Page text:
Using Sudo

There are 3 ways of using sudo to execute commands in your script. These are listed in order of usefuless and security. In most cases, you should just use a variation of sh.contrib.sudo.

sh.contrib.sudo

Because sudo is so frequently used, we have added a contrib version of the command to make sudo usage more intuitive. This contrib version is simply a wrapper around the sh.sudo raw command, but we bake in some special keyword argument to make it well-behaved. In particular, the contrib version allows you to specify your password at execution time via terminal input, or as a string in your script.

Terminal Input

Via a with context:

import sh

with sh.contrib.sudo:
    print(ls("/root"))

Or alternatively via subcommands:

import sh
print(sh.contrib.sudo.ls("/root"))

Output:

[sudo] password for youruser: *************
your_root_files.txt

In the above example, sh.contrib.sudo automatically asks you for a password using getpass.getpass() under the hood.

This method is the most secure, because it lowers the chances of doing something insecure, like including your password in your python script, or by saying that a particular user can execute anything inside of a particular script (the NOPASSWD method).

Note

sh.contrib.sudo does not do password caching like the sudo binary does. Thie means that each time a sudo command is run in your script, you will be asked to type in a password.

String Input

You may also specify your password to sh.contrib.sudo as a string:

import sh

password = get_your_password()

with sh.contrib.sudo(password, _with=True):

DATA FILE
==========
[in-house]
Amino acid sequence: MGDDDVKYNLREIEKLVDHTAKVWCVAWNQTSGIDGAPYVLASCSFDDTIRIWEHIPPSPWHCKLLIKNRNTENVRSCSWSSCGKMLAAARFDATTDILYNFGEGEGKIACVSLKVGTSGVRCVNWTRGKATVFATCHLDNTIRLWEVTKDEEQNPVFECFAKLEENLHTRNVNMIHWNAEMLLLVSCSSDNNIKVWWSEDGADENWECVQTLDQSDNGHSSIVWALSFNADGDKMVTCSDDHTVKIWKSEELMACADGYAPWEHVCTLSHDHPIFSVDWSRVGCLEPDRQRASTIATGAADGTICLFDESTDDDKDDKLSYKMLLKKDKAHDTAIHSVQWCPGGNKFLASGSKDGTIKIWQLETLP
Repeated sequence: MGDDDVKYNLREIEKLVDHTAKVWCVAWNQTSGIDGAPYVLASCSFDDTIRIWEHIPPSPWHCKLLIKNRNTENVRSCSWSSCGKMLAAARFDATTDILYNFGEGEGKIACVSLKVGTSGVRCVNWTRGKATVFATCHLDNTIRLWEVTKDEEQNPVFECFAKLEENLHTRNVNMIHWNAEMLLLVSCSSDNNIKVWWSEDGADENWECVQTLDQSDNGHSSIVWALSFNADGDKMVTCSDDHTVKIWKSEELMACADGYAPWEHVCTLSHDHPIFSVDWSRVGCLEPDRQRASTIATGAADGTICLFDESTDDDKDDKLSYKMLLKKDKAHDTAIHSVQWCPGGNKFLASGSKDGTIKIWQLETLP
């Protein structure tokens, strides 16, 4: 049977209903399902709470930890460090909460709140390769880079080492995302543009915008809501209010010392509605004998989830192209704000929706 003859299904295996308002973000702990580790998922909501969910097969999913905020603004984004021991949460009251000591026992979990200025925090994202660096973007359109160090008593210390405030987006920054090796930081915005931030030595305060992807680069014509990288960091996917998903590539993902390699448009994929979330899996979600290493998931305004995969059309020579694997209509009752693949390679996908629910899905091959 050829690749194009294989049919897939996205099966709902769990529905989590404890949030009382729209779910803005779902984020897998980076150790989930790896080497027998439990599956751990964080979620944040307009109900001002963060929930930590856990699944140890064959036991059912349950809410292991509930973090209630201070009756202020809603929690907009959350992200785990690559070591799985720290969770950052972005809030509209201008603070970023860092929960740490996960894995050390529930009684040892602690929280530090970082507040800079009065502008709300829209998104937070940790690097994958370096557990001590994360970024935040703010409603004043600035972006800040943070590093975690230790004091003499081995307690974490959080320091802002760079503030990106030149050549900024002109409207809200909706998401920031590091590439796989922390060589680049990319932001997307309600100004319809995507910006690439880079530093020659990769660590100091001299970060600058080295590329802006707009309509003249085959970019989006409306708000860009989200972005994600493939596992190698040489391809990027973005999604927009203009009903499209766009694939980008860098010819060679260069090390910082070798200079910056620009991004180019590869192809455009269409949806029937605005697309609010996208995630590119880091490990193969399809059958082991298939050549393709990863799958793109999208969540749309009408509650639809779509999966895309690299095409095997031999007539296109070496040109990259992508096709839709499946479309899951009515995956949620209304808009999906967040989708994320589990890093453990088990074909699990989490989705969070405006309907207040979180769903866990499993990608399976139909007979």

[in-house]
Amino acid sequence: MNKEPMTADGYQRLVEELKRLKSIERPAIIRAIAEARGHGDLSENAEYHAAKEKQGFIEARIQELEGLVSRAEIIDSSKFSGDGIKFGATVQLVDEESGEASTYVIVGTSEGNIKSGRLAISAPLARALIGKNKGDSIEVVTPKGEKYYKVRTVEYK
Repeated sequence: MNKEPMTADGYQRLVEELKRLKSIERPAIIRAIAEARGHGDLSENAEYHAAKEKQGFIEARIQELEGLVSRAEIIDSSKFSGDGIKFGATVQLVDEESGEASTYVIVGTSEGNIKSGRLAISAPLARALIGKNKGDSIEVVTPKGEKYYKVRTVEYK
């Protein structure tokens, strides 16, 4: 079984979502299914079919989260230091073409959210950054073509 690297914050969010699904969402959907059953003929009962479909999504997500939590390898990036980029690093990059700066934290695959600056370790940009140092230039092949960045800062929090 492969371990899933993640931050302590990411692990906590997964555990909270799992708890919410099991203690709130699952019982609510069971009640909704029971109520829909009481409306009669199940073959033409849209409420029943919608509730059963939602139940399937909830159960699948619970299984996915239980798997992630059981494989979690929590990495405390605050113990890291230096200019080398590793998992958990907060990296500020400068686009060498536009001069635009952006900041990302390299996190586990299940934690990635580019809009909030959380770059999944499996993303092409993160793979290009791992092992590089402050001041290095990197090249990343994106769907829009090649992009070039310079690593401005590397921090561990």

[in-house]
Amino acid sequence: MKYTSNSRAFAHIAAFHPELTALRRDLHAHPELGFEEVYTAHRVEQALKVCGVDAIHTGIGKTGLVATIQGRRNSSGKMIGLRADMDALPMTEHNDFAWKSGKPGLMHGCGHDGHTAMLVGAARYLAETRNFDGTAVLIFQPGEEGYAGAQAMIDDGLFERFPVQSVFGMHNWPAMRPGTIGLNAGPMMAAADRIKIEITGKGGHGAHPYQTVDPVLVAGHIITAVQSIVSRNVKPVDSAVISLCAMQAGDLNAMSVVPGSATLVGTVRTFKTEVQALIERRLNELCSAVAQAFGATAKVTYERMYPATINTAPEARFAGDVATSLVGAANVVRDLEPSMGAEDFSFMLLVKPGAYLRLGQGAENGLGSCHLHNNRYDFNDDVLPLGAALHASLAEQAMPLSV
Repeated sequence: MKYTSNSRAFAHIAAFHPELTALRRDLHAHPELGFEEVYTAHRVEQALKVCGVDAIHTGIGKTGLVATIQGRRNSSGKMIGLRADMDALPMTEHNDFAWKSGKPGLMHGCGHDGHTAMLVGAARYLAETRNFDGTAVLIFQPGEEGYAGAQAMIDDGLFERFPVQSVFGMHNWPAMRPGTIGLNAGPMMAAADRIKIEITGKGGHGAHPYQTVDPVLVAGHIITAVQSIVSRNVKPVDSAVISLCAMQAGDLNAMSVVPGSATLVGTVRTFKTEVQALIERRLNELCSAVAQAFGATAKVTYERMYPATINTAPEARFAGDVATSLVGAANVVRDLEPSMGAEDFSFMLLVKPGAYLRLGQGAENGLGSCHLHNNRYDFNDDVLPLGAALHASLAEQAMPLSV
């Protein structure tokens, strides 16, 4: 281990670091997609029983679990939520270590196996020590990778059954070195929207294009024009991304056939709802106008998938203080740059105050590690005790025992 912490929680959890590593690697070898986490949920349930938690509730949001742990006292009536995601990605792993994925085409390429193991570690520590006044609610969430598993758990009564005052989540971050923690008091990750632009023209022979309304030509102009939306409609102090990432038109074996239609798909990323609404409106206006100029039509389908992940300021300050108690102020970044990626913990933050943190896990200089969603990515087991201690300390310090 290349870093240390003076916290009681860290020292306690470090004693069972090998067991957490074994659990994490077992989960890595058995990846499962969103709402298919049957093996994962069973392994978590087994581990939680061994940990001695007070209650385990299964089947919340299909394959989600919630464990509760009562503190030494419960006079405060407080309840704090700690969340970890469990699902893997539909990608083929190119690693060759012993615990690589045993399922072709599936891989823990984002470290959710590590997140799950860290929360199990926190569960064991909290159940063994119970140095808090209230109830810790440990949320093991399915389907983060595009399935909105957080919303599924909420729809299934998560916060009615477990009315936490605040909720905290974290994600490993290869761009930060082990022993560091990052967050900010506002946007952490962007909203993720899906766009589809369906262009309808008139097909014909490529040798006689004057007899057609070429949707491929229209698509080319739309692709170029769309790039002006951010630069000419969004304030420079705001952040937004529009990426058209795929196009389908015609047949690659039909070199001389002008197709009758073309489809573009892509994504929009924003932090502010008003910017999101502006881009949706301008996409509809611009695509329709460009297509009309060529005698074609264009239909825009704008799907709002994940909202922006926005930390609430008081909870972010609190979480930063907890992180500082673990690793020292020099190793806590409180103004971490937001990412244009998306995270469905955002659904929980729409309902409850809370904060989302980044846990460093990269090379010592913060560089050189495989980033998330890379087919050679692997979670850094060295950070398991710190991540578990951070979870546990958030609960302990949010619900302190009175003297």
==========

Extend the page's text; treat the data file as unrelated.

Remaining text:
print(ls("/root"))

Warning

This method is less secure because it becomes tempting to hard-code your password into the python script, and that’s a bad idea. However, it is more flexible, because it allows you to obtain your password from another source, so long as the end result is a string.

/etc/sudoers NOPASSWD

With this method, you can use the raw sh.sudo command directly, because you’re being guaranteed that the system will not ask you for a password. It first requires you set up your user to have root execution privileges

Edit your sudoers file:

$> sudo visudo

Add or edit the line describing your user’s permissions:

yourusername ALL = (root) NOPASSWD: /path/to/your/program

This says yourusername on ALL hosts will be able to run as root, but only root (root) (no other users), and that no password NOPASSWD will be asked of /path/to/your/program.

Warning

This method can be insecure if an unprivileged user can edit your script, because the entire script will be exited as a privileged user. A malicious user could put something bad in this script.

sh.sudo

Using the raw command sh.sudo (which resolves directly to the system’s sudo binary) without NOPASSWD is possible, provided you wire up the special keyword arguments on your own to make it behave correctly. This method is discussed generally for educational purposes; if you take the time to wire up sh.sudo on your own, then you have in essence just recreated sh.contrib.sudo.

import sh

# password must end in a newline
my_password = "password\n"

# -S says "get the password from stdin"
my_sudo = sh.sudo.bake("-S", _in=my_password)

print(my_sudo.ls("root"))

_fg=True

Another less-obvious way of using sudo is by executing the raw sh.sudo command but also putting it in the foreground. This way, sudo will work correctly automatically, by hooking up stdin/out/err automatically, and by asking you for a password if it requires one. The downsides of using _fg=True, however, are that you cannot capture its output – everything is just printed to your terminal as if you ran it from a shell.

import sh
sh.sudo.ls("/root", _fg=True)